Natural variations help resolve a climate puzzle

New research shows that naturally occurring climate variations help to explain a long-standing difference between climate models and satellite observations of global warming.

Digital content on track to equal half Earth's mass by 2245

As we use resources, such as coal, oil, natural gas, copper, silicon and aluminum, to power massive computer farms and process digital information, our technological progress is redistributing Earth's matter from physical ...

Technique could enable cheaper fertilizer production

Most of the world's fertilizer is produced in large manufacturing plants, which require huge amounts of energy to generate the high temperatures and pressures needed to combine nitrogen and hydrogen into ammonia.

Scientists map Mars' global wind patterns for the first time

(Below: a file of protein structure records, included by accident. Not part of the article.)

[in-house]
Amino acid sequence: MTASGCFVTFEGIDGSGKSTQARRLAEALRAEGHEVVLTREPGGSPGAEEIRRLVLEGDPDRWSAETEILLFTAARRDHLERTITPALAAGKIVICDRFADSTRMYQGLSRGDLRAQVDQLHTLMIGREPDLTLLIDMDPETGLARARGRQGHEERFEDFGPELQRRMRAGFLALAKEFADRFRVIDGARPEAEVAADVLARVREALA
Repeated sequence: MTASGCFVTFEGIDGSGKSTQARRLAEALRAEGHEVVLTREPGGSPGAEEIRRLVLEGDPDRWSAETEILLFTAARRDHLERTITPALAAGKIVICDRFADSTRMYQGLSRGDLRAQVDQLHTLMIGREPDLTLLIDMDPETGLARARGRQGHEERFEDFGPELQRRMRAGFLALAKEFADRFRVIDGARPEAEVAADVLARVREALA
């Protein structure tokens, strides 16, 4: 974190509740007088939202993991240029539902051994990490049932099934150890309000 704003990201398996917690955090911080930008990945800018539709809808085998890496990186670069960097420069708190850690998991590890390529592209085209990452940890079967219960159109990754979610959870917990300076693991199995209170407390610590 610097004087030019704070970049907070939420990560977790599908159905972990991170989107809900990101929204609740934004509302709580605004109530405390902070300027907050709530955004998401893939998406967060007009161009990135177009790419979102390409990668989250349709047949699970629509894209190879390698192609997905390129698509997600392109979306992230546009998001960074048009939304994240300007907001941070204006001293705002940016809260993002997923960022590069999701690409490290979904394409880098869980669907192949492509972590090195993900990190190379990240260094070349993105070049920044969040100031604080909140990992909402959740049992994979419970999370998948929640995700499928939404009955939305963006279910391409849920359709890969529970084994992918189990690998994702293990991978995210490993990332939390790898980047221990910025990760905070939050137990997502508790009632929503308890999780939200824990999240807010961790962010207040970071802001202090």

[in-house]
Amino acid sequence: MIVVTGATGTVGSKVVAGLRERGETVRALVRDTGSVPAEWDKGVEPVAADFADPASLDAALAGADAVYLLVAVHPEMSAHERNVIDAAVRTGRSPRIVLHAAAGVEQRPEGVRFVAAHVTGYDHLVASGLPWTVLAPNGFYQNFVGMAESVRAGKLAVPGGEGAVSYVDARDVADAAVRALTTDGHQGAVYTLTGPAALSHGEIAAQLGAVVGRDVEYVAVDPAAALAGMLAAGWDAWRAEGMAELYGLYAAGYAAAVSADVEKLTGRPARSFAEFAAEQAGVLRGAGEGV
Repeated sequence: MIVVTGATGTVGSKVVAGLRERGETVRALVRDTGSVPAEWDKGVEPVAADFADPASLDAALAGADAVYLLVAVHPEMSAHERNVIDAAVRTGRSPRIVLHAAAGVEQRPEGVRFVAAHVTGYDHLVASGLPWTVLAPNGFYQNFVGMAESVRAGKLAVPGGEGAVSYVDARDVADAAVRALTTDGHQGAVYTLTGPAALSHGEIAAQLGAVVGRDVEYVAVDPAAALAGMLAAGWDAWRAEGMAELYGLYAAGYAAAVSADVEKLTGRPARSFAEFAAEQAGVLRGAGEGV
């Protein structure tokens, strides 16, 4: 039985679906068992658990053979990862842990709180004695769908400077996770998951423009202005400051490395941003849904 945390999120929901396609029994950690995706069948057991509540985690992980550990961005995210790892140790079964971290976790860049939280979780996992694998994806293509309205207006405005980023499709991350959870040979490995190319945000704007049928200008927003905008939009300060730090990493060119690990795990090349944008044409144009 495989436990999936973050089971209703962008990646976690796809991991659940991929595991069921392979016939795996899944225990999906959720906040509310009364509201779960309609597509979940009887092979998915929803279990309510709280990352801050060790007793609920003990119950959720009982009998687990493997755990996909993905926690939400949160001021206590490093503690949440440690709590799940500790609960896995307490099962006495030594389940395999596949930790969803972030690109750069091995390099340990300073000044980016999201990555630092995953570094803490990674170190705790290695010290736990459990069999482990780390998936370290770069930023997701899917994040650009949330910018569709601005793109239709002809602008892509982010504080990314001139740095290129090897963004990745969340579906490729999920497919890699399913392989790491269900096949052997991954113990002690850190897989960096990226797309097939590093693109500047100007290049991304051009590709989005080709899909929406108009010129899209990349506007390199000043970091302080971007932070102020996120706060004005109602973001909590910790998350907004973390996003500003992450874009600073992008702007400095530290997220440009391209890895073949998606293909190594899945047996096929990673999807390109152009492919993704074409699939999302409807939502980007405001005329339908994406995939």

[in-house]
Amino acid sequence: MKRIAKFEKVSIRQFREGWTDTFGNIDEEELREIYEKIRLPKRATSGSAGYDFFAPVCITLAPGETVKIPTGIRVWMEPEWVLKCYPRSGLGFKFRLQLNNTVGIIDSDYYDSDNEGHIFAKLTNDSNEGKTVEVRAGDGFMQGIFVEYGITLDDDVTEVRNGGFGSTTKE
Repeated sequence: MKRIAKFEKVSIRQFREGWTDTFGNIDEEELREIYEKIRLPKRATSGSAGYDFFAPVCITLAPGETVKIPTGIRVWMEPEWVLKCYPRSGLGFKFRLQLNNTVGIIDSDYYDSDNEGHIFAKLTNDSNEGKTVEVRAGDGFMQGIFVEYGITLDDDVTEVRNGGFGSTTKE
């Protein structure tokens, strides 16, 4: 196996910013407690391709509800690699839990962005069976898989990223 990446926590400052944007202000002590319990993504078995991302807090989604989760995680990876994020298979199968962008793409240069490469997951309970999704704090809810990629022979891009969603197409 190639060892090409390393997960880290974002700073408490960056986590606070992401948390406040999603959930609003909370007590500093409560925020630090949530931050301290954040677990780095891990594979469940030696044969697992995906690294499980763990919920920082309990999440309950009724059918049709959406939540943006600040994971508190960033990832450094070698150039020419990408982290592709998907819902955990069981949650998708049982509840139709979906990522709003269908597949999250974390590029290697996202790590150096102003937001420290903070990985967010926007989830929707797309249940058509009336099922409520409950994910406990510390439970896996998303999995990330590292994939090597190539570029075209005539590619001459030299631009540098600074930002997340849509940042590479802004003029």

Today, a paper published in Science documents for the first time the global wind circulation patterns in the upper atmosphere of a planet, 120 to 300 kilometers above the surface. The findings are based on local observations, ...

Researchers solve mystery of how gas bubbles form in liquid

The formation of air bubbles in a liquid appears very similar to its inverse process, the formation of liquid droplets from, say, a dripping water faucet. But the physics involved is actually quite different, and while those ...

page 1 from 40

Natural gas

Natural gas is a gas consisting primarily of methane. It is found associated with fossil fuels, in coal beds, as methane clathrates, and is created by methanogenic organisms in marshes, bogs, and landfills. It is an important fuel source, a major feedstock for fertilizers, and a potent greenhouse gas.

Natural gas is often informally referred to as simply gas, especially when compared to other energy sources such as electricity. Before natural gas can be used as a fuel, it must undergo extensive processing to remove almost all materials other than methane. The by-products of that processing include ethane, propane, butanes, pentanes and higher molecular weight hydrocarbons, elemental sulfur, and sometimes helium and nitrogen.

This text uses material from Wikipedia, licensed under CC BY-SA